Perceiving in Depth, Volume 2: Stereoscopic Vision

Hardcover | February 15, 2012

byIan P. Howard, Brian J. Rogers

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The three-volume work Perceiving in Depth is a sequel to Binocular Vision and Stereopsis and to Seeing in Depth, both by Ian P. Howard and Brian J. Rogers. This work is much broader in scope than the previous books and includes mechanisms of depth perception by all senses, including aural,electrosensory organs, and the somatosensory system. Volume 1 reviews sensory coding, psychophysical and analytic procedures, and basic visual mechanisms. Volume 2 reviews stereoscopic vision. Volume 3 reviews all mechanisms of depth perception other than stereoscopic vision. The three volumes areextensively illustrated and referenced and provide the most detailed review of all aspects of perceiving the three-dimensional world.Volume 2 addresses stereoscopic vision in cats and primates, including humans. It begins with an account of the physiology of stereoscopic mechanisms. It then deals with binocular rivalry, binocular summation, binocular masking, and the interocular transfer of visual effects, such as the motionaftereffect and visual learning. The geometry of the region in binocular space that creates fused images (the horopter) is discussed in some detail. Objects outside the horopter produce images with binocular disparities that are used for stereoscopic vision. Two chapters provide accounts ofmechanisms that bring the images into binocular register and of stimulus tokens that are used to detect binocular disparities. Another chapter discusses cyclopean effects, such as cyclopean illusions, cyclopean motion, and binocular direction that are seen only with binocular vision. Stereoacuity isthe smallest depth interval that can be detected. Methods of measuring stereoacuity and factors that influence it are discussed. Two chapters deal with the various types of binocular disparity and the role of each type in stereoscopic vision. Another chapter deals with visual effects, such as figure perception, motion perception, and whiteness perception that are affected by the relative distances of stimuli. Thespatiotemporal aspects of stereoscopic vision, including the Pulfrich stereomotion effect are reviewed. The volume ends with an account of techniques used to create stereoscopic displays and of the applications of stereoscopy.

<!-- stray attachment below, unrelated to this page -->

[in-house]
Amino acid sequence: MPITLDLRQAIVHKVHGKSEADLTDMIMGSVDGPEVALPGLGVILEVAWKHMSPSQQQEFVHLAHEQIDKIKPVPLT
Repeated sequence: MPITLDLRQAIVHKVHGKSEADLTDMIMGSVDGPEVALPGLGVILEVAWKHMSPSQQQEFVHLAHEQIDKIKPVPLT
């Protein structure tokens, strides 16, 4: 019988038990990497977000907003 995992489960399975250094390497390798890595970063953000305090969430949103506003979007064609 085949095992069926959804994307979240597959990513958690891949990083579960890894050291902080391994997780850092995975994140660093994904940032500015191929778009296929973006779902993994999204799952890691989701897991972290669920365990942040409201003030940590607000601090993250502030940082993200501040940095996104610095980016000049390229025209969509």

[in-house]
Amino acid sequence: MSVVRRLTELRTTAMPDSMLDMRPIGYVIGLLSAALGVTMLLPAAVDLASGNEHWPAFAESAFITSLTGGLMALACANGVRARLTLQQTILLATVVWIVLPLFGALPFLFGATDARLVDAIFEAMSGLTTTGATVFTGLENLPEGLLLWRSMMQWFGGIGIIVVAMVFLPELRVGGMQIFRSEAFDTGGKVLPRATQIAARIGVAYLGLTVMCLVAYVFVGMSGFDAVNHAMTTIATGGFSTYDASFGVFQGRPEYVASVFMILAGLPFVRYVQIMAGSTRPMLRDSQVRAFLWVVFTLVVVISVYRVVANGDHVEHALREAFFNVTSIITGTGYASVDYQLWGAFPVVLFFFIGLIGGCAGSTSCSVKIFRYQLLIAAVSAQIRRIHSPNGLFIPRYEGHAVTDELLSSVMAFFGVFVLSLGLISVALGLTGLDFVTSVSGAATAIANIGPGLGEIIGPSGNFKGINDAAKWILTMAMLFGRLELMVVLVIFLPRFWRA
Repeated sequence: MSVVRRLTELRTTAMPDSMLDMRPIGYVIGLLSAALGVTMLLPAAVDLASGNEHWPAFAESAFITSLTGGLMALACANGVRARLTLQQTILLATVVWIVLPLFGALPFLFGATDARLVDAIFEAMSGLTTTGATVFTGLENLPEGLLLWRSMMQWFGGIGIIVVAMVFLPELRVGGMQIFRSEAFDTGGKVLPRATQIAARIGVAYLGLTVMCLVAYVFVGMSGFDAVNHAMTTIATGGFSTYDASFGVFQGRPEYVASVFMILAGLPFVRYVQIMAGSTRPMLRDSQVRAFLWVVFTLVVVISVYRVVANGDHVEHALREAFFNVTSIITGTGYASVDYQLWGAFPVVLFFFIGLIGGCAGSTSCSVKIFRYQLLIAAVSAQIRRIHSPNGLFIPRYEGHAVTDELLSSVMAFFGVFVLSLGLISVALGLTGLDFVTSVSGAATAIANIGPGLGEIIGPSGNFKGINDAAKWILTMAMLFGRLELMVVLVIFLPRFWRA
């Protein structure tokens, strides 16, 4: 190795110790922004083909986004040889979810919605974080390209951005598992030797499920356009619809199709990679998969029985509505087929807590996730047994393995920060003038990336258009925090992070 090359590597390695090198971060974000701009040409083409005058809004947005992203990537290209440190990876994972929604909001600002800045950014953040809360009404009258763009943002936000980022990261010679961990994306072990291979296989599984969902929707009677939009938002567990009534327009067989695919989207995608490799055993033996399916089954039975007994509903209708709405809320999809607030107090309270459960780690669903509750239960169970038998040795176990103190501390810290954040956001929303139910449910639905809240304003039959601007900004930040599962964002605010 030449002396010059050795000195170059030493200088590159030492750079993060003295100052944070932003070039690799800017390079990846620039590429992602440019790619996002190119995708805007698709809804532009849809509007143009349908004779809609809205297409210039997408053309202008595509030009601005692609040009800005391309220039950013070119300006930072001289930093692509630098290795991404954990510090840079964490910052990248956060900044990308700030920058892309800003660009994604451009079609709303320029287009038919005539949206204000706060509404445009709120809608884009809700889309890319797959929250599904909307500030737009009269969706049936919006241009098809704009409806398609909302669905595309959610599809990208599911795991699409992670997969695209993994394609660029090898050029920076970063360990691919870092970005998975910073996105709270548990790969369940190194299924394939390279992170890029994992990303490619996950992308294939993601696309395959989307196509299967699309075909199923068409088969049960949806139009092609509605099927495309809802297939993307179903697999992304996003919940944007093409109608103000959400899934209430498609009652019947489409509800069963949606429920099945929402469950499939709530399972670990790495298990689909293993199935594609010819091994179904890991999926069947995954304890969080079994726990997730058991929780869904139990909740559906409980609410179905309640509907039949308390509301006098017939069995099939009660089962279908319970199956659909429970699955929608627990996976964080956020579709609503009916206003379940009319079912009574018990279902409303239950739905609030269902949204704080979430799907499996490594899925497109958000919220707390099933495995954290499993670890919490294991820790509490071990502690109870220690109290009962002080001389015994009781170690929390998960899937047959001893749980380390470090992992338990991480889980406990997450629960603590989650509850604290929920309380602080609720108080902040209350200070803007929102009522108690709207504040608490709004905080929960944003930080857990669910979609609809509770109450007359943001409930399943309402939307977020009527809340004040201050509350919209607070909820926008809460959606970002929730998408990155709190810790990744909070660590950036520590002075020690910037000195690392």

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The three-volume work Perceiving in Depth is a sequel to Binocular Vision and Stereopsis and to Seeing in Depth, both by Ian P. Howard and Brian J. Rogers. This work is much broader in scope than the previous books and includes mechanisms of depth perception by all senses, including aural,electrosensory organs, and the somatosensory sy...

Ian P. Howard is Professor emeritus in the Centre for Vision Research at York University in Toronto. He is the co-author of Human Spatial Orientation, Human Visual Orientation, and with Brian J. Rogers, of Binocular Vision and Stereopsis (Oxford University Press, 1995) and Seeing in Depth (Porteous and Oxford University Press, 2005). ...

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Format:HardcoverDimensions:648 pages, 11 × 8.5 × 0.98 inPublished:February 15, 2012Publisher:Oxford University PressLanguage:English

The following ISBNs are associated with this title:

ISBN - 10:0199764158

ISBN - 13:9780199764150

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Table of Contents

Contents of Volume 211. Physiology of disparity detection12. Binocular fusion and rivalry13. Binocular summation, masking, and transfer14. Binocular correspondence and the horopter15. Linking binocular images16. Cyclopean vision17. Stimulus tokens for stereopsis18. Stereoscopic acuity19. Types of binocular disparity20. Binocular disparity and depth perception21. Depth contrast22. Stereopsis and perceptual organization23. The Pulfrich effect24. Stereoscopic techniques and applicationsReferencesSubject indexPortrait indexIndex of cited journals